Look to Our Lady as a stronghold of truth; the truth of who you are and who you were created to be.

In her Yes to bearing the Son of God, Mary redeems each of us, and perhaps redeems us as women in a particular way. Eve’s giving in to the first lie--the possibility that God might not be enough to satisfy, that we ourselves might not be enough for him--is turned on its head in Our Lady’s humble fiat, the freely given surrender of her will out of complete trust in the Father. She desires only what is of God, who is truth himself.

What fruits, then, can you gain from this joyful feast, specifically in your identity as a bride? Again, for me, Mary’s bodiliness comes to mind. Her body and soul were seamlessly integrated, without the shadow of sin, in such a way that she is the total embodiment of beauty, of obedience, of faith.

Pray about ways you might put yourself, body and soul, at the service of love, in a way that befits your current state (engaged, married, or as a mother): through physical affection for your fiancée, husband, or children, offering chronic or temporary pain or health issues for the intentions of your beloved or your wedding guests, through embracing late-night wake-ups with an infant. Know and believe that you are enough. When it gets hard to believe, fix your eyes on our heavenly mother, our sister. You are a gift. From me to you, Happy Feast Day.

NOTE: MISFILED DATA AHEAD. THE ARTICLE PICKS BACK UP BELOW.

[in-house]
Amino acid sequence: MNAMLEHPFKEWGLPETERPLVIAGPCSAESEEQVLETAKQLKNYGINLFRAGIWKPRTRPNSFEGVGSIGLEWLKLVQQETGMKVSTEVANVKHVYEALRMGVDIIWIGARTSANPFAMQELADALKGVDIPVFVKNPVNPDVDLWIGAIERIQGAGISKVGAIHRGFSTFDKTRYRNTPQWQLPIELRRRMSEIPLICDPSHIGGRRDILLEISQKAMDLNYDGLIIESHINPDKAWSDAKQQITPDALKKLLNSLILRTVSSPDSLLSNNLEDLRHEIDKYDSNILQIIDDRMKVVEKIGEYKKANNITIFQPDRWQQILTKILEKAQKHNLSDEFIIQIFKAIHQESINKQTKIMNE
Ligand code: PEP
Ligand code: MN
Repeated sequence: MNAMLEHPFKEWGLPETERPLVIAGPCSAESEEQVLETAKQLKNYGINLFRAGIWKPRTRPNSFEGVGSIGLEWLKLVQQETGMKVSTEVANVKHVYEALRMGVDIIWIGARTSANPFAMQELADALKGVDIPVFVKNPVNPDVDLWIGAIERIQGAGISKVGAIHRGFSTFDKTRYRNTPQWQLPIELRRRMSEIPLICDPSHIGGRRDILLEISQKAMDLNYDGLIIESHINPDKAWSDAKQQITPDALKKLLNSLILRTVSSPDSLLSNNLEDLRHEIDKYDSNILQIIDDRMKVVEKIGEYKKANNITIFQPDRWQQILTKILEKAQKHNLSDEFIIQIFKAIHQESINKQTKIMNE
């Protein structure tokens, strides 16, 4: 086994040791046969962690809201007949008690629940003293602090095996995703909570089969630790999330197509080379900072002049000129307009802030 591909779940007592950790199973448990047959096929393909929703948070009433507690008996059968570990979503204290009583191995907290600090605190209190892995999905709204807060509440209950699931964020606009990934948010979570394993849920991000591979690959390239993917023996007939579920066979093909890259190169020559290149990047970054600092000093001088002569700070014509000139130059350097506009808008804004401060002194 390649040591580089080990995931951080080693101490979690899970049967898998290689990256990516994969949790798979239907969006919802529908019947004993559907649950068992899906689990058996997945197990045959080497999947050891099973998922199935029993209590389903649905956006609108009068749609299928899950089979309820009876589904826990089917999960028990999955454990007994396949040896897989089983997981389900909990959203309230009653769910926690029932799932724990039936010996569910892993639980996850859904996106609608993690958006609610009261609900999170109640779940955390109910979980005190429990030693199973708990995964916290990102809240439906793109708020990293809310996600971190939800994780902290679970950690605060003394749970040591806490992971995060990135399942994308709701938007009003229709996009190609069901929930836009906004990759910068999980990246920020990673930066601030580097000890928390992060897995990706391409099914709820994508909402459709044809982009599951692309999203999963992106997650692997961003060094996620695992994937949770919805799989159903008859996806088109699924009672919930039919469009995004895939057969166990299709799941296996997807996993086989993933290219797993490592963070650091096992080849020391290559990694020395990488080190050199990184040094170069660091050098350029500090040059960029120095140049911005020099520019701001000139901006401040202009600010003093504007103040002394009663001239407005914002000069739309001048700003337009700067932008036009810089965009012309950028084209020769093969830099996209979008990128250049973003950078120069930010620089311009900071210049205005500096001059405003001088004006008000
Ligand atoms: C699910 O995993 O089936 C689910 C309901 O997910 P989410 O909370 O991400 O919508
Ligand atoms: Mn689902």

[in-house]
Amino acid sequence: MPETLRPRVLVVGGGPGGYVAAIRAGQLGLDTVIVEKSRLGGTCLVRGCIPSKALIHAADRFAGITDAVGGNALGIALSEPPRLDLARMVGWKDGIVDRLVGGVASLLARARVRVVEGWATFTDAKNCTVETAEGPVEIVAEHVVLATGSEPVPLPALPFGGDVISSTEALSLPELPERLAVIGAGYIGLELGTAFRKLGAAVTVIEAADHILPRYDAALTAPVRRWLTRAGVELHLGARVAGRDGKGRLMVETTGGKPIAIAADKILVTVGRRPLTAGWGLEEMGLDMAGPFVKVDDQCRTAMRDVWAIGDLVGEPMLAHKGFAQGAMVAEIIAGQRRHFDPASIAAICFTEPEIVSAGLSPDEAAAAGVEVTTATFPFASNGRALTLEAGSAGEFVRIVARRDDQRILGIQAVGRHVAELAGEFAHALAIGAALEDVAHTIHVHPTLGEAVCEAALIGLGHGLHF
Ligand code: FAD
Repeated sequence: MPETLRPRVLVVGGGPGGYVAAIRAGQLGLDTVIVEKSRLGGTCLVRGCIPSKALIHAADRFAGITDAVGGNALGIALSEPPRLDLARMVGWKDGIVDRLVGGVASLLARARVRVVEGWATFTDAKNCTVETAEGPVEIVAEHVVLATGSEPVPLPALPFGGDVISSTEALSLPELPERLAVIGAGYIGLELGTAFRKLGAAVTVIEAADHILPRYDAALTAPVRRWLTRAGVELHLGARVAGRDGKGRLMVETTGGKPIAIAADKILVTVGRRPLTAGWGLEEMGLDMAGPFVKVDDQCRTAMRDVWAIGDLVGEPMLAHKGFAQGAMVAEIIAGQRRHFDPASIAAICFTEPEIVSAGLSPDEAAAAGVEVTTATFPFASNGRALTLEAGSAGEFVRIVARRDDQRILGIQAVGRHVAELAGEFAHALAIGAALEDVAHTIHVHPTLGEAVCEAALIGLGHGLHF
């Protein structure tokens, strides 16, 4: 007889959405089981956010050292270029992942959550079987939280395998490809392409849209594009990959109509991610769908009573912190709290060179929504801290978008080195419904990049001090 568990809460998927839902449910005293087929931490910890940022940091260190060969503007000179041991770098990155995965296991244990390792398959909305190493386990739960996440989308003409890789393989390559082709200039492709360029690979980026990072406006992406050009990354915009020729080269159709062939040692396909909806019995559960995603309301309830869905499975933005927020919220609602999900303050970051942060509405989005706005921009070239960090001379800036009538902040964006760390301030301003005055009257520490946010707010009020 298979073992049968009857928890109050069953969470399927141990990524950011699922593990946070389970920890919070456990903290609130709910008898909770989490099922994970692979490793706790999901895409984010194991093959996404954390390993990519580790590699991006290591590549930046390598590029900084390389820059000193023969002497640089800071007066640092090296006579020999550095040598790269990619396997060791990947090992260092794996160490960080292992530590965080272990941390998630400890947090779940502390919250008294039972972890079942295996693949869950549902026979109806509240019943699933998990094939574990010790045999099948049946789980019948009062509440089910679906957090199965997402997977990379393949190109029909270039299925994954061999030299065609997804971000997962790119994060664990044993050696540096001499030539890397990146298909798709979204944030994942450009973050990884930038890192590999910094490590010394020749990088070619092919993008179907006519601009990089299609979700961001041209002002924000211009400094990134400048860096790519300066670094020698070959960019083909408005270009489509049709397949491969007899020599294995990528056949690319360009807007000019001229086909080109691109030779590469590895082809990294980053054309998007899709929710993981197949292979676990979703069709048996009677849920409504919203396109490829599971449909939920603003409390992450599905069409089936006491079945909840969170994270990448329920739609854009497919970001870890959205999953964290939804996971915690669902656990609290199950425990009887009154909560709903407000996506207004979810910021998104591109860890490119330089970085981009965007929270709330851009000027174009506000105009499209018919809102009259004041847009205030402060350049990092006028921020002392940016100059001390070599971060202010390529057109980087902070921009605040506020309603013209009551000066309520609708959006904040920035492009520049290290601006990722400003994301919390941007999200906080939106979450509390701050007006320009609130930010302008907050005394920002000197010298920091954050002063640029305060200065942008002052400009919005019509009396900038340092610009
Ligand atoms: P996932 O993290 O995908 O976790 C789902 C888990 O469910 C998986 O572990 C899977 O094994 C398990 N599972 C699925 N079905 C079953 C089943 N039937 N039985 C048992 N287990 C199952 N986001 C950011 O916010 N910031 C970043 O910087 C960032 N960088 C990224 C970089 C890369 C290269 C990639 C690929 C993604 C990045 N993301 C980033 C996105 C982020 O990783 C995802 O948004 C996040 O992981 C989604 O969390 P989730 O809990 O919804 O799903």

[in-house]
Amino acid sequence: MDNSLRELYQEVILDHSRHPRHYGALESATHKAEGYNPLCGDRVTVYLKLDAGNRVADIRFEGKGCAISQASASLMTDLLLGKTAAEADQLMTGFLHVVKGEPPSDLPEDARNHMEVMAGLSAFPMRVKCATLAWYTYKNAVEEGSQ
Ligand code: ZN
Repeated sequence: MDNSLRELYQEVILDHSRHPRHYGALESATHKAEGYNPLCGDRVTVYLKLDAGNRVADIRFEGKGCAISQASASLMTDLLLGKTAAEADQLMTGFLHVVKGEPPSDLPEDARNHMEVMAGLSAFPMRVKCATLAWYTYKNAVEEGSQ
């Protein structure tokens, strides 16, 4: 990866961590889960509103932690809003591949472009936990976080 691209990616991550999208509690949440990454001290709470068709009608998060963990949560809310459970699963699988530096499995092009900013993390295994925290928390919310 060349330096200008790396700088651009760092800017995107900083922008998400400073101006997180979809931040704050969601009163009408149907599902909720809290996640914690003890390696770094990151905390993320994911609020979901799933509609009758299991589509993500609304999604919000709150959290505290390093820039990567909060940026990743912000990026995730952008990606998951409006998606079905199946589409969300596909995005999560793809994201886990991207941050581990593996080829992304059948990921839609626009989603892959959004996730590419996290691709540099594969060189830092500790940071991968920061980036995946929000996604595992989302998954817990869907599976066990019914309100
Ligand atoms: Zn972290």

About the Author: Stephanie Calis is Spoken Bride's Editor in Chief and Co-Founder. She is the author of INVITED: The Ultimate Catholic Wedding Planner (Pauline, 2016). Read more


An Encounter With Beauty: Thoughts on TOB, Art + Marriage with Artist Michael Corsini

In anything created there resides a spark of the divine. Any work of human hands is due the Creator himself, a reflection of his perfect beauty. And creation brings forth life.

Life-giving, too, is our identity as man and woman, bride and bridegroom. We are the Father, the maker's most cherished creation, loved and willed into existence in a breathtakingly specific way. His children; his fingerprints.

Michael Corsini is a husband, father, artist, speaker, musician, and worship leader whose daily work and family life speak to the intersection of art, creation, and divine intimacy. A convert to the Catholic faith and former brother with the Franciscan Friars of the Renewal (CFRs), Michael's work is infused with the Theology of the Body.

At Spoken Bride, we strive to constantly pursue and share with you all that is beautiful, true, and good in love and marriage. When we recently happened upon one of Michael's sketches for a future oil painting, A Theology of Marriage, we found ourselves drawn in and had to find out more about the image and the artist behind it. Michael answered a few of our questions, and it's our honor to share his truly stirring thoughts on beauty, art, and vocation.